"Build It and They Will Stay Away"Emeryville's General Plan took a hit at Monday evening's School Board Special Meeting when the Board members voted in executive session, behind closed doors to disregard 27 Citizen Commenters 18 pages and move forward with the ill conceived Emeryville Center of "Community" Life. It was a bad day for citizens interested in government transparency, democracy, sustainable and green city planning and bike and pedestrian transportation. It was a good day for those interested in seeing what real citizen engagement looks like however. Five residents gave witness to an alternate vision of the contentious Center in the face of the School Board Center of "Community" Life juggernaut. The Tattler presents the comments made by one of the commenters; Emeryville resident Brian Carver, arguably the high point of the night.
Posted by permission from Brian Carver:
"Good evening President Dice and members of the Board. My name is Brian Carver, I am a parent of a student enrolled in the District. I was a signatory of the Community Comments submitted last Thursday.
I urge you to conduct a full environmental impact report and consider feasible alternatives to the current plans. We only get once chance to do a big project like this. Let’s make it better. In the past I’ve worried that the District was getting inadequate legal advice. Please have your legal counsel explain to you the standards for evaluating comments on a MND: in particular the “any fair argument” standard. I don’t see how any reasonable person could conclude that there’s not a single fair argument made by the Community Commenters in those 18 pages. There obviously are. I believe several of them are not adequately addressed by this last minute revision that we received minutes ago and that we have not had adequate time to review.
To the details, what this document and its technical appendices say about traffic varies between being utterly incomprehensible to completely unbelievable. Page 60 says, “the project is expected to generate a maximum of 450 peak hour trips.” I made it to page 2 of the 13 pages of responses we received moments ago and that number has been changed to 686. (It should be noted that contradictory estimates appear on page 135 where we’re told that at AM peak hour the project will ADD 530 trips over current levels, making the max of 450 or 686 even more incomprehensible).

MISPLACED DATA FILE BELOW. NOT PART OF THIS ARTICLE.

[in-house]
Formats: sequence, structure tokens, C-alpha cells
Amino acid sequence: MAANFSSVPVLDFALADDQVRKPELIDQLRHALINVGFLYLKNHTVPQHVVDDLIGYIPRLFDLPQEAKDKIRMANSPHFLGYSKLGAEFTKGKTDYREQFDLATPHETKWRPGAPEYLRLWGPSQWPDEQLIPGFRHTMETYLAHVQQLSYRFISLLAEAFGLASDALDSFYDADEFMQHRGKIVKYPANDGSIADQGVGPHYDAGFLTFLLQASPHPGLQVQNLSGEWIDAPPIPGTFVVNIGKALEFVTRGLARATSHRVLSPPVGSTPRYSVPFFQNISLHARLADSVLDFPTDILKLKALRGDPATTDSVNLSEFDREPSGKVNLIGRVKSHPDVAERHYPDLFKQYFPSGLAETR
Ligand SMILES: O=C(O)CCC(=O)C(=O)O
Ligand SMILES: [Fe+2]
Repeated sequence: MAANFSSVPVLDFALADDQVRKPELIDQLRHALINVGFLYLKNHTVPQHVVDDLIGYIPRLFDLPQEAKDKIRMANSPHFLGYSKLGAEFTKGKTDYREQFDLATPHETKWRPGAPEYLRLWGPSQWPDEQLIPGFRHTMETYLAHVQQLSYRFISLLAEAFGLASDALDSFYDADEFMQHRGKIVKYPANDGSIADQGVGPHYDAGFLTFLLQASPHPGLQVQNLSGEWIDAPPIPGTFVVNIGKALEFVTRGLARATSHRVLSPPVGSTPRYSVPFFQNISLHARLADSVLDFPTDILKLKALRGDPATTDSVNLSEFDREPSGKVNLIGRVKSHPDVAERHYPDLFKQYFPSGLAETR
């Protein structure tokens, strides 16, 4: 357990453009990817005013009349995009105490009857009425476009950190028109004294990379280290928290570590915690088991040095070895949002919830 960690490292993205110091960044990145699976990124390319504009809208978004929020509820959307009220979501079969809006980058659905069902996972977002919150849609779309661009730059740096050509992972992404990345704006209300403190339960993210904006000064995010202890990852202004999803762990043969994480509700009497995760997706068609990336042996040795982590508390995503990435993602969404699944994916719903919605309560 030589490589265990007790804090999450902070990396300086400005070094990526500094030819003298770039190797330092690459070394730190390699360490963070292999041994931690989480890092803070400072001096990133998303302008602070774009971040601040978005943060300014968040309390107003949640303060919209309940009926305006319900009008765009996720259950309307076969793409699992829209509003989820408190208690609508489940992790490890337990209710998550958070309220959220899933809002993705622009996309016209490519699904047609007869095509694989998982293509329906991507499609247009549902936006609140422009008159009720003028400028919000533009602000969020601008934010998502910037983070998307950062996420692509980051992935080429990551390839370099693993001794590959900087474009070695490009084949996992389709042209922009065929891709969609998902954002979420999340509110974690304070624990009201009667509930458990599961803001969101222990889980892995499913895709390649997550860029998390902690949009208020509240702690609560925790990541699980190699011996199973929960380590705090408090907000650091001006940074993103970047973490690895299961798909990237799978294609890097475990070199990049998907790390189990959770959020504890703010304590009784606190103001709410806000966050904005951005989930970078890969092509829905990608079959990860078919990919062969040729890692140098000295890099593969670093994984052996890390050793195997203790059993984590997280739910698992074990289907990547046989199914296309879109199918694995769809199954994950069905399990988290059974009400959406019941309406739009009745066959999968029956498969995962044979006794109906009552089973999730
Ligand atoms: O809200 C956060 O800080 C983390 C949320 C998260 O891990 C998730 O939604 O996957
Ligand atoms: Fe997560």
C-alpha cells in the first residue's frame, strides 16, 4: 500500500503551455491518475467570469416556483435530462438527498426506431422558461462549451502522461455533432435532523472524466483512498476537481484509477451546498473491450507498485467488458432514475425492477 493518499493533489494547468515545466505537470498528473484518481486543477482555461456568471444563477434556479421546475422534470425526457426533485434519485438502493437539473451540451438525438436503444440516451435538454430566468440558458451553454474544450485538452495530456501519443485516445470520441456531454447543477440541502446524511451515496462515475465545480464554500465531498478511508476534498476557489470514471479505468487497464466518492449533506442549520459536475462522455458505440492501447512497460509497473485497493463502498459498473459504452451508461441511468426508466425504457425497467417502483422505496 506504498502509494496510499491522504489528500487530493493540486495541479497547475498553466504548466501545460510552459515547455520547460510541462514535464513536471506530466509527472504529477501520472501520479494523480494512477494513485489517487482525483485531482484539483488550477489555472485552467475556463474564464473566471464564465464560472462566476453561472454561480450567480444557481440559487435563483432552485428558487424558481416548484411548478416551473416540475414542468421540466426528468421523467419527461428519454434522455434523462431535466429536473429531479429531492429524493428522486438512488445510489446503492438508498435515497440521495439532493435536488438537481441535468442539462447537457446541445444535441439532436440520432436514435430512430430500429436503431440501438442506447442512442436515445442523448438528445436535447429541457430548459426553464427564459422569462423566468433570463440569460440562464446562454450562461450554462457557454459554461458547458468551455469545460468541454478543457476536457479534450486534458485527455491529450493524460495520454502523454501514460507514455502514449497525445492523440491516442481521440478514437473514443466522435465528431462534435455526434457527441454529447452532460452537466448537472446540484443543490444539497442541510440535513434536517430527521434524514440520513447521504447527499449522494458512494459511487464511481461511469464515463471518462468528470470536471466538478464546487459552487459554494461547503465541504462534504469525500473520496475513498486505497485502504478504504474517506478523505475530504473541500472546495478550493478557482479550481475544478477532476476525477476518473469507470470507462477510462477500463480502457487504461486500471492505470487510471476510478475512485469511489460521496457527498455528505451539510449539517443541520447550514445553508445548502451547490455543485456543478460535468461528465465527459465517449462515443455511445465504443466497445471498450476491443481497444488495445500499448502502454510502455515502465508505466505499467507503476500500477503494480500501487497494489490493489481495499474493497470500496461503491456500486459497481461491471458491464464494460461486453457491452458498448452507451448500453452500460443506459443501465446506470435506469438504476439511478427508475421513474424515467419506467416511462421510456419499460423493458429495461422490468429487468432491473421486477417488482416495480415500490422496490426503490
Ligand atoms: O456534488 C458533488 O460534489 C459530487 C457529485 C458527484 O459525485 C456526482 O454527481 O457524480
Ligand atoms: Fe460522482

How could anyone familiar with this project find that number, whether it’s 450 or 686 peak hour trips, credible? The project calls for 900 students and 90 teachers and staff. Instead of just having a high school on this site as we did previously, you’re adding all the K-8 students, the community members that might want to take advantage of the community gym, library, recreation center, senior lounge, or kinder buddies facilities. Lots of services that used to be elsewhere are all being crammed onto this one site and somehow there’s a maximum of 450 or 686 peak hour trips? That’s just not consistent with common sense.
The only way to believe that is to say what this report says on page 117, “The increased daytime population on the project site during operation hours that would result from the project is not expected to result in substantially increased usage of these new facilities.” That is, you have to expect to build a bunch of community facilities and resources and expect no one to show up. Unlike in the film Field of Dreams, the EUSD’s motto appears to be, “Build it and they will stay away.” It’s just not a realistic assumption and so it hides significant impacts of the project.
But the biggest flaw in this document and the current project design is its inconsistency with the guiding principles and policies of this City’s General Plan that were designed to reduce negative environmental effects, particularly those from greenhouse gases. The General Plan calls for an east-west greenway along 53rd street and the current project proposal does not comport with the requirements for that greenway. The General Plan calls for this greenway precisely because the enhanced bicycle and pedestrian flow that such a greenway would enable reduces negative environmental effects, particularly greenhouse gases from cars, but other related negative environmental impacts as well. To give just one example, the six foot wide sidewalk proposed is not consistent with the General Plan’s greenway.
The General Plan also calls for a bike/ped path on the western border of the property and the current project proposal does not even put that on the drawings for Phase 2. The General Plan designates 47th Street as a key green street and the current project proposal does not follow those requirements either.
The General Plan is our City’s constitution. A lot of effort and planning went into that document and your architects had it available to them during your design process, but it appears they just willfully ignored the General Plan, and thereby the environmental impacts that numerous General Plan and specific policies were intended to reduce. This is also where the cumulative effect occurs. When the General Plan and specific policies, such as the award-winning bike/ped plan adopted for environmental reasons are ignored in so many instances it has a cumulative environmental impact.
Particularly for a joint City-District project, flouting the General Plan in this way is just not permissible. This project needs to be the embodiment of our City’s General Plan, not a partially compliant work-around."
Mr Carver is an Emeryville parent with a child enrolled at Anna Yates Elementary School and another ready to enroll in the fall. He is an occasional contributor to the Tattler.